By Kylie Monagan of Calissa Restaurant
Like a pilly sweater that endures winter after winter, a go-to coffee order at the corner deli, or a special “friend” that you find yourself texting on those cold nights, Burgundy can be reliable, comfortable, and familiar. Another metaphor to consider: like pizza (and other things often compared to pizza), a glass of Burgundy is always good but, when it’s great, it can be magical.
The white wines, made exclusively from Chardonnay, are classically paired with buttery dishes (roast chicken, sole meuniere, pot pie), rich seafood (scallops, crab, Barbounia, lobster, monkfish), and umami vegetable dishes (wild mushrooms, cauliflower, fennel).
Called the world’s most flexible food wine for its high acidity, medium body, low tannins, and medium alcohol, red Burgundy Pinot Noir is ideal for sharing in a restaurant among friends ordering many different types of entrees. Naturally, rich and umami-forward dishes like duck, truffle, and mushrooms are perfect with these wines. The queen bee of the Pinot Noir world endures because it is light, elegant and complex, but not so in-your-face that it obliterates everything but a massive steak.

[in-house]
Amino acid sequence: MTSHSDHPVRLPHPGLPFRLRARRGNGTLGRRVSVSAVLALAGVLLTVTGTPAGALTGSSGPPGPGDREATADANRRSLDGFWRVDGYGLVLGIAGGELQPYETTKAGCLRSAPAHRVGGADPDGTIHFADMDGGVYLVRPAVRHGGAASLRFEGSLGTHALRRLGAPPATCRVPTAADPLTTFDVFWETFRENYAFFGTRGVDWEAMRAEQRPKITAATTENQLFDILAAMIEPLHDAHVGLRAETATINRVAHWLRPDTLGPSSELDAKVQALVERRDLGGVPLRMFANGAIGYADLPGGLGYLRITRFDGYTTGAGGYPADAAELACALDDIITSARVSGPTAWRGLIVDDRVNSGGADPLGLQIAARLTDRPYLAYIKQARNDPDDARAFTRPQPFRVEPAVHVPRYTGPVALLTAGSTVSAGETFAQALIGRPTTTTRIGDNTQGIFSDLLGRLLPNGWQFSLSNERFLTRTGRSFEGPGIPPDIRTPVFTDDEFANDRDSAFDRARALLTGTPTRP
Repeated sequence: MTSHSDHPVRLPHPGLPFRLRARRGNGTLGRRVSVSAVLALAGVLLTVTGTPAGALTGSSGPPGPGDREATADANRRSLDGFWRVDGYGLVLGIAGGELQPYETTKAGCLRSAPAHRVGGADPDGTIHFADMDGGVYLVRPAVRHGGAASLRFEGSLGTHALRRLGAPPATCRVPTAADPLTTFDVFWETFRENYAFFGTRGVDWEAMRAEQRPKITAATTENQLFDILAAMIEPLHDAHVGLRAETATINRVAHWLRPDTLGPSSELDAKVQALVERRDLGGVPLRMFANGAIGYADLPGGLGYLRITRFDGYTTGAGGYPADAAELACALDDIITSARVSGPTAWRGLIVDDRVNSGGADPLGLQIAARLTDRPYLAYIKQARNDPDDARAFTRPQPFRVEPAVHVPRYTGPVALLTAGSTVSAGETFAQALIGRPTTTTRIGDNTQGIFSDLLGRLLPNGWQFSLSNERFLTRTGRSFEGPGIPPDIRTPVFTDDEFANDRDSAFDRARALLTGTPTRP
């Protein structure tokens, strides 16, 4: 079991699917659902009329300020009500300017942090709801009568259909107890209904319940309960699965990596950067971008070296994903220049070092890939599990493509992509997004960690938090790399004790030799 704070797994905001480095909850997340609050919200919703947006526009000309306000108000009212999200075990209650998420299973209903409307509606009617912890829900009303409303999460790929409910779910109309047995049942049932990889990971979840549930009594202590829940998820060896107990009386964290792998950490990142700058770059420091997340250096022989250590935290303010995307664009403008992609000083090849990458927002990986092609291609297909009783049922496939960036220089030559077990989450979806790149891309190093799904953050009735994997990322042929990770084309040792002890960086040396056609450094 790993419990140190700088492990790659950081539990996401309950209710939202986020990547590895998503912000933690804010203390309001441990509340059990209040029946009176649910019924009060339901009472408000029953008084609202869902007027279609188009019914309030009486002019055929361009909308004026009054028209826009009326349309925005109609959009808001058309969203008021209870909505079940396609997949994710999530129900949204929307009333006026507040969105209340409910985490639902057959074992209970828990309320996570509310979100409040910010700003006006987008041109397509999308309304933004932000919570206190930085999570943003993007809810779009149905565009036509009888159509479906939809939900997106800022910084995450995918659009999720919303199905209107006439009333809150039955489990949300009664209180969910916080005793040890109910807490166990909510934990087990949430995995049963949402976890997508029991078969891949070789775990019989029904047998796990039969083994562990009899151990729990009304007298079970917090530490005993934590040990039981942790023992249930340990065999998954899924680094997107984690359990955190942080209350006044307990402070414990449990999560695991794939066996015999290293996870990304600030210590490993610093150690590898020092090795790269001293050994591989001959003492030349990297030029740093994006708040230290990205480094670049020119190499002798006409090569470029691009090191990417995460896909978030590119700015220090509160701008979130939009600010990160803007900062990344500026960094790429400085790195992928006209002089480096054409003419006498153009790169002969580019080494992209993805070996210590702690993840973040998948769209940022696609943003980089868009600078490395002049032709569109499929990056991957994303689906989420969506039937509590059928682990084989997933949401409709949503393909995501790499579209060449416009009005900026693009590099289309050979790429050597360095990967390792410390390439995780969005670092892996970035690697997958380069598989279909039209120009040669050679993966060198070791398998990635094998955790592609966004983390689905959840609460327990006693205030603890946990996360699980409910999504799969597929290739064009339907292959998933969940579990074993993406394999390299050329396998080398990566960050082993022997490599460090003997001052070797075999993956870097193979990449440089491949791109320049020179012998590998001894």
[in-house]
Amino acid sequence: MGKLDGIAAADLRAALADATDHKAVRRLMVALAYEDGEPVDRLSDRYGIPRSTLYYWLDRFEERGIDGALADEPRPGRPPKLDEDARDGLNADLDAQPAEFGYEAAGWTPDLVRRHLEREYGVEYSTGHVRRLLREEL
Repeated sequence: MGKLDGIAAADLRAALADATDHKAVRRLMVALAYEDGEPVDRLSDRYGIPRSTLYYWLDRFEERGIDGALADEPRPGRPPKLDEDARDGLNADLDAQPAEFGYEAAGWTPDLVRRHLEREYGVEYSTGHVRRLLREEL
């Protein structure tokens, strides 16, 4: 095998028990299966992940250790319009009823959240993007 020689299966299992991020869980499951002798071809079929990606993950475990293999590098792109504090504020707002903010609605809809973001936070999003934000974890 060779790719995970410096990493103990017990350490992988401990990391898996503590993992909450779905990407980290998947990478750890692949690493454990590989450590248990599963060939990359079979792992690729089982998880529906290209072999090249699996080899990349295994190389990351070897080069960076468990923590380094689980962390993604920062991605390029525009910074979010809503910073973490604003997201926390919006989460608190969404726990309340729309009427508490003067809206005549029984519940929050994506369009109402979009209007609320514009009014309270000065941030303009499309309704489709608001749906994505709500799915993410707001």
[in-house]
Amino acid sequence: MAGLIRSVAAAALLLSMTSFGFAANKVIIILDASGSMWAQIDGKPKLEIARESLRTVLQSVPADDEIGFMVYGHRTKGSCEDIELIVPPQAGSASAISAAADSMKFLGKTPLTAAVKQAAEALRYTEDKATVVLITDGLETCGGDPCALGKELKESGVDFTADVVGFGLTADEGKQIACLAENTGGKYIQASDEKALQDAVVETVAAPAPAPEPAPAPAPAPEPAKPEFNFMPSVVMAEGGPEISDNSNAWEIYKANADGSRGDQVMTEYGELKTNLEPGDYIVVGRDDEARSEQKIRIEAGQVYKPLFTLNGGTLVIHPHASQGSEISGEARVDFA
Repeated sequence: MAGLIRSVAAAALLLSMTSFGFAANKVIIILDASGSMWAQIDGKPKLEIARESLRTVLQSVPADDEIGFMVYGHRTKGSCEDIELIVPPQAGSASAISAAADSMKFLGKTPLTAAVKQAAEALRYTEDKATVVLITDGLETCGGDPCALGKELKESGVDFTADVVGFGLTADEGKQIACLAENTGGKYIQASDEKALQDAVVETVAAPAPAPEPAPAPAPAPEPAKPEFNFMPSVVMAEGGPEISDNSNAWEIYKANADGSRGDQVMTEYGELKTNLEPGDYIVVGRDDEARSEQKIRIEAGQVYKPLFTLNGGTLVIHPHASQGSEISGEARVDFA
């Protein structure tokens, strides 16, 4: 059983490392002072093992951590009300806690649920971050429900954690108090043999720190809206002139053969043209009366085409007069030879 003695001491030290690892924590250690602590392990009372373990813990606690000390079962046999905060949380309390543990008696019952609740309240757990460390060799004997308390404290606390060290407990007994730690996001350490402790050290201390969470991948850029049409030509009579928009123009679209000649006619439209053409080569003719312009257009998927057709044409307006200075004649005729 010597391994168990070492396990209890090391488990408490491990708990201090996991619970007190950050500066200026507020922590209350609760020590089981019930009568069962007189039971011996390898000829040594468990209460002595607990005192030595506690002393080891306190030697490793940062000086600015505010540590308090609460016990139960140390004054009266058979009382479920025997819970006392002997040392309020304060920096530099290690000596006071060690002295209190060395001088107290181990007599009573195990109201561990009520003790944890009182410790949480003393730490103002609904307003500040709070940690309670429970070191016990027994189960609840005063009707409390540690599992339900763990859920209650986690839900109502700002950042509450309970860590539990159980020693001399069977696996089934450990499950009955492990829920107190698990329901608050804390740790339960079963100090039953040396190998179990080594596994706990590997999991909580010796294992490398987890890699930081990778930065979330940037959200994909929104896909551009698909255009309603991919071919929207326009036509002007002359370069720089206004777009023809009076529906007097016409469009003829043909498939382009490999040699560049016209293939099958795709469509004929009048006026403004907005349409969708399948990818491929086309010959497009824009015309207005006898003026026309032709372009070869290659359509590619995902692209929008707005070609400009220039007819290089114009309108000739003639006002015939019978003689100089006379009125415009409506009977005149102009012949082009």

As Gerald Asher once said, “Bordeaux is a hierarchy, whereas Burgundy is a democracy.” Napoleonic Code, which did away with a single heir system, instead mandates that a vineyard is split equally among all heirs. Democratic? Sure. Confusing? Absolutely. Imagine if Joseph Phelps was split among 80 different winemakers, each legally able to call themselves Joseph Phelps, but differing wildly in production and fermentation methods.
Here are some of our favorite regions in Burgundy:
A classic Meursault is akin to licking a marshmallow while smelling a vanilla bean: it is rich, decadent, and powerful. Though the French oak characteristics certainly differ from the American sort, California Chardonnay fans will find a lot to love in these wines compared to their more austere cousins to the south.
The black sheep of White Burgundy, Chablis is actually closer to the Champagne region of France than to Burgundy. Similar to Sancerre, Chablis’s soil was once home to an ancient seabed that gives the wine notes of salt and fossilized aquatic life.
Pinot Noir: Gevrey
The gold standard for red Burgundy wines, these wines have the characteristics of a classically dressed country Frenchman; elegantly rustic and smelling of smoke.
Pinot Noir: Fixin
More intensely powerful than most other Burgundies, Fixin (pronounced Fissin) is our favorite for either a village-level table wine or a finessed Premier Cru. With notes of inky pomegranate, gamey charcuterie, and sensual violet flower, this wine was made for the winter dinner table.